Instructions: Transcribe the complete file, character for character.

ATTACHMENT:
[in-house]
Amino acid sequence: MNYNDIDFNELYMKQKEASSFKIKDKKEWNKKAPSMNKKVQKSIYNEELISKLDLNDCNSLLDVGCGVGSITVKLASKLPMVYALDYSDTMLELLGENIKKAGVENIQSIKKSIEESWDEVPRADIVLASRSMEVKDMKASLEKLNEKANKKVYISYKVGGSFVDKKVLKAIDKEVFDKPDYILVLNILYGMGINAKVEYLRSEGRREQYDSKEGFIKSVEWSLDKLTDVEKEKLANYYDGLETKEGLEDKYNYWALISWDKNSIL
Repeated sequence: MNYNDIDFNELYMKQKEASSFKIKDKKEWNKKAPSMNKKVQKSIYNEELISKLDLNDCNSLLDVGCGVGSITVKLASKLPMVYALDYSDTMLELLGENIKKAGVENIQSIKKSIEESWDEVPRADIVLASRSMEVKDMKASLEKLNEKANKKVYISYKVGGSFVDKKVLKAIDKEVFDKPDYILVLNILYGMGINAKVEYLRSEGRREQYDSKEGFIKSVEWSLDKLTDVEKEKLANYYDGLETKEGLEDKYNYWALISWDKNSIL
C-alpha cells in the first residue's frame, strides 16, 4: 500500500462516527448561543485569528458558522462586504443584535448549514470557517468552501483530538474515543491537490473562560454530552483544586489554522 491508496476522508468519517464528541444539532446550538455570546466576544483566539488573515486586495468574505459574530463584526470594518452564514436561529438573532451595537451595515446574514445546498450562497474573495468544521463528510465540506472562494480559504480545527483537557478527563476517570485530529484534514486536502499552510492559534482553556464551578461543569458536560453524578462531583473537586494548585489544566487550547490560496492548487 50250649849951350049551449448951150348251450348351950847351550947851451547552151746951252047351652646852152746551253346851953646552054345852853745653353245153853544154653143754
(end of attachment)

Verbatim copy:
[in-house]
Amino acid sequence: MNYNDIDFNELYMKQKEASSFKIKDKKEWNKKAPSMNKKVQKSIYNEELISKLDLNDCNSLLDVGCGVGSITVKLASKLPMVYALDYSDTMLELLGENIKKAGVENIQSIKKSIEESWDEVPRADIVLASRSMEVKDMKASLEKLNEKANKKVYISYKVGGSFVDKKVLKAIDKEVFDKPDYILVLNILYGMGINAKVEYLRSEGRREQYDSKEGFIKSVEWSLDKLTDVEKEKLANYYDGLETKEGLEDKYNYWALISWDKNSIL
Repeated sequence: MNYNDIDFNELYMKQKEASSFKIKDKKEWNKKAPSMNKKVQKSIYNEELISKLDLNDCNSLLDVGCGVGSITVKLASKLPMVYALDYSDTMLELLGENIKKAGVENIQSIKKSIEESWDEVPRADIVLASRSMEVKDMKASLEKLNEKANKKVYISYKVGGSFVDKKVLKAIDKEVFDKPDYILVLNILYGMGINAKVEYLRSEGRREQYDSKEGFIKSVEWSLDKLTDVEKEKLANYYDGLETKEGLEDKYNYWALISWDKNSIL
C-alpha cells in the first residue's frame, strides 16, 4: 500500500462516527448561543485569528458558522462586504443584535448549514470557517468552501483530538474515543491537490473562560454530552483544586489554522 491508496476522508468519517464528541444539532446550538455570546466576544483566539488573515486586495468574505459574530463584526470594518452564514436561529438573532451595537451595515446574514445546498450562497474573495468544521463528510465540506472562494480559504480545527483537557478527563476517570485530529484534514486536502499552510492559534482553556464551578461543569458536560453524578462531583473537586494548585489544566487550547490560496492548487 50250649849951350049551449448951150348251450348351950847351550947851451547552151746951252047351652646852152746551253346851953646552054345852853745653353245153853544154653143754